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Nurse strike: Unison urges Thérèse Coffey to meet ahead of ballot

Unison, which represents nurses, midwives and paramedics, calls on the health secretary to enter into discussions to avert potential industrial action

Unison, which represents nurses, midwives and paramedics, calls on the health secretary to enter into discussions to avert potential industrial action

Unison has written to the health and social care secretary Thérèse Coffey urging her to meet for negotiations ahead of its strike ballot over pay later this month.

The union, which represents nurses, midwives, paramedics and other health workers, is calling on Ms Coffey to enter into discussions to potentially avert industrial action and winter disruption.

‘Taking industrial action is a very serious move’ – Unison in letter to health secretary

Unison has initiated a formal dispute after most NHS workers

Unison, which represents nurses, midwives and paramedics, calls on the health secretary to enter into discussions to avert potential industrial action

Unison urges Thérèse Coffey to meet ahead of ballot for its members on whether to take industrial action
Picture: iStock

Unison has written to the health and social care secretary Thérèse Coffey urging her to meet for negotiations ahead of its strike ballot over pay later this month.

The union, which represents nurses, midwives, paramedics and other health workers, is calling on Ms Coffey to enter into discussions to potentially avert industrial action and winter disruption.

‘Taking industrial action is a very serious move’ – Unison in letter to health secretary

Unison has initiated a formal dispute after most NHS workers were given just a £1,400 wage rise this year, falling way short of the inflation-busting increase health unions wanted. Their ballot is due to begin on 27 October and will run until 25 November.

‘Taking industrial action is a very serious move,’ the Unison letter to Ms Coffey said. ‘NHS staff are only too aware that reducing workforce capacity, even for a short time, ​will have an impact on the delivery of services

‘But having exhausted other routes to prompt the government into action, many are concluding that withdrawing their labour this winter is the best way to help patients.’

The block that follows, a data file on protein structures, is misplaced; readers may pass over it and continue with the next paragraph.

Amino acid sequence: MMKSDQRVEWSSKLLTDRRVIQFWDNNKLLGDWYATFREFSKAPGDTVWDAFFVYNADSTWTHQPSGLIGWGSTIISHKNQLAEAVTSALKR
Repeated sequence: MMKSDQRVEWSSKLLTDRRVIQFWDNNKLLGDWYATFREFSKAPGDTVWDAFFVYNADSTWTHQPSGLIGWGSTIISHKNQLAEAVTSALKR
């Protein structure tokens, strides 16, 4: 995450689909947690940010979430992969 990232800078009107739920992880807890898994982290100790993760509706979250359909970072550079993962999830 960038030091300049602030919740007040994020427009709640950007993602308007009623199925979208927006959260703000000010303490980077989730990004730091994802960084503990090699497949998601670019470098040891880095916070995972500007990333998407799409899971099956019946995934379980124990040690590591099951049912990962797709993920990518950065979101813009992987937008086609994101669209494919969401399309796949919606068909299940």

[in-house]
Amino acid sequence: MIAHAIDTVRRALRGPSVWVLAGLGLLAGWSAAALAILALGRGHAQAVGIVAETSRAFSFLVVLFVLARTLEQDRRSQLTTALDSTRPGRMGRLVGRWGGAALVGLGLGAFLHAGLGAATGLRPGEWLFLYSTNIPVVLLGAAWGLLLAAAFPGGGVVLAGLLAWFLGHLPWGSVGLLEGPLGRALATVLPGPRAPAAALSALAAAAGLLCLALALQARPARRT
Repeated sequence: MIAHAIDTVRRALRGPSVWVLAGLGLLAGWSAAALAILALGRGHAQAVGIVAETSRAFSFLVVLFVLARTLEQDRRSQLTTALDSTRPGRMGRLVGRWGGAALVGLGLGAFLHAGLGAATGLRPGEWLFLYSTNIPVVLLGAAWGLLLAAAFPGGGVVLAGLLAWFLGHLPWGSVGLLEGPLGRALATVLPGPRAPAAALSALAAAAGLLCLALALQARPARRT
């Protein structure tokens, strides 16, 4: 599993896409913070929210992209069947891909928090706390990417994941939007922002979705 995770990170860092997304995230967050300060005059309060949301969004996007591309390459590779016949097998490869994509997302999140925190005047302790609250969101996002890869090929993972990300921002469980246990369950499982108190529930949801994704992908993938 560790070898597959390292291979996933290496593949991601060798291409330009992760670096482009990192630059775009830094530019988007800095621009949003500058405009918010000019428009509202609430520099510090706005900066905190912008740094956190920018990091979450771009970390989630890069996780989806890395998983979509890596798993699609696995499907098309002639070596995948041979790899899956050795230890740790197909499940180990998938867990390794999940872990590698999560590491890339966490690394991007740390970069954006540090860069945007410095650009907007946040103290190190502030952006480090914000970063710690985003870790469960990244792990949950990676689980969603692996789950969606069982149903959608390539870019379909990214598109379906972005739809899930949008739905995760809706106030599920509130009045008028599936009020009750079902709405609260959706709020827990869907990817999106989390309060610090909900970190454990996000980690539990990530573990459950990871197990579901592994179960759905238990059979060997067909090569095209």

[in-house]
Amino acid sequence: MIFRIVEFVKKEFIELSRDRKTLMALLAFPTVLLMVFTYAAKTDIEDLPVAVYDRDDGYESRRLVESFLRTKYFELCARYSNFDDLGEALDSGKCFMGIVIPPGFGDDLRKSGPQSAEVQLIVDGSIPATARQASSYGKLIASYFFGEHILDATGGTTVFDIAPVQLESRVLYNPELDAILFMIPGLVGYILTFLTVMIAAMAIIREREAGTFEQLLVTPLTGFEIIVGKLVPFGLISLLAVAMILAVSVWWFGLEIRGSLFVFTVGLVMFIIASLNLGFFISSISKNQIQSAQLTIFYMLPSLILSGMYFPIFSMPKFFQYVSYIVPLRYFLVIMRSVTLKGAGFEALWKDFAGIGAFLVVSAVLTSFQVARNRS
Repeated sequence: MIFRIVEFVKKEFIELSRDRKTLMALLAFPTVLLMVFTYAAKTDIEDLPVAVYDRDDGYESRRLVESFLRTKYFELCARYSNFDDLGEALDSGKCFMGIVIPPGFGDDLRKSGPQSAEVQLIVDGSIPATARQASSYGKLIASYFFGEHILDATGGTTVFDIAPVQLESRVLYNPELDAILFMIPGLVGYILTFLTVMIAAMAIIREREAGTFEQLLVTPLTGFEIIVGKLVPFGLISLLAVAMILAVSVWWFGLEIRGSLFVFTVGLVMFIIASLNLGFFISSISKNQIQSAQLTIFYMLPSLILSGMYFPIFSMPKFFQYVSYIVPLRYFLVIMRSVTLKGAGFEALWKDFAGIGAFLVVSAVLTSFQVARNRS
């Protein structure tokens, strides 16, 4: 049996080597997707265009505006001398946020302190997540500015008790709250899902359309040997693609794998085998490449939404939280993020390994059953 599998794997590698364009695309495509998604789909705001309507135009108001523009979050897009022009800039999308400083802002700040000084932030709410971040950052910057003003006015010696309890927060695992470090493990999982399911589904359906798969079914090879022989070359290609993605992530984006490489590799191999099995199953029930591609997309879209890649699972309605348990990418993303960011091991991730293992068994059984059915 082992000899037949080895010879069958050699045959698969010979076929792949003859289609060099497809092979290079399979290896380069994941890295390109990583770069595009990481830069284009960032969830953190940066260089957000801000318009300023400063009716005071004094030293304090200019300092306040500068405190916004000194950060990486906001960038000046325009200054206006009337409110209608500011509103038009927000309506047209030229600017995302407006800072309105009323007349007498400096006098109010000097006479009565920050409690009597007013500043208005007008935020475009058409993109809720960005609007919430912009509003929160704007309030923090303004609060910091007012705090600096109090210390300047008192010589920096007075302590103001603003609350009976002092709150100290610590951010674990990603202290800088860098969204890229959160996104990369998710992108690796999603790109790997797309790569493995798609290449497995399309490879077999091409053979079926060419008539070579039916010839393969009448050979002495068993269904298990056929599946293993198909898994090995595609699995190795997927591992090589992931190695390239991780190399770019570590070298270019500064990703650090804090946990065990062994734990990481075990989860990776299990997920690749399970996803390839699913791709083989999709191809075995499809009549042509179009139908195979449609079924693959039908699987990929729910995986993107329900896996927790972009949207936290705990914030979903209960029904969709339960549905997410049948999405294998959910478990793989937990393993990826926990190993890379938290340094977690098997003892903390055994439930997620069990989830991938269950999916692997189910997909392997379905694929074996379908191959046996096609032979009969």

Letters were also sent to 200 NHS employers across England, Wales and Northern Ireland informing them that staff are to be balloted for strike action. A ballot in Scotland has already opened.

Industrial action not inevitable if the government offer ‘a decent wage and workforce plan’

The communications come as the RCN launched its postal ballot for strike action on 6 October, with 300,000 nurses across all four UK nations being asked if they are willing to strike for the first time in the union’s history.

Unison head of health Sara Gorton said that industrial action was not inevitable if the government offer a ‘decent wage and workforce plan’.

‘The backlog won't reduce, nor waiting times and delays lessen unless the NHS can keep hold of its experienced employees and attract new people,’ she added.

‘A proper pay rise would help the NHS start tackling the growing staffing shortages hampering its ability to cut waiting lists and reduce ambulance delays. The ball is sitting in the government's court.’

‘I will be voting to strike because our voices need to be heard’

Unison member and senior nurse Gamu said she would be voting to strike.

The single mum of three said she was already struggling to make ends meet before the cost-of-living crisis and is now dreading the coming months. She is already regularly using food banks.

‘Pay in the NHS has to improve. Staff deserve better for the work they do. I will be voting for strike action when the ballot comes because our voices need to be heard,’ she said.

‘Things must change for the sake of patients, the NHS and its staff. Our pay must reflect the work we do and the risks we take every day.’

A spokesperson for the Department of Health and Social Care said that Ms Coffey had only just received the letter and would likely respond in due course.

They added: ‘We value the hard work of NHS nurses and are working hard to support them – including by giving over 1 million NHS workers, including nurses, a pay rise of at least £1,400 this year, as recommended by the independent NHS Pay Review Body.

‘Industrial action is a matter for unions, and we urge them to carefully consider the potential impacts on patients.’


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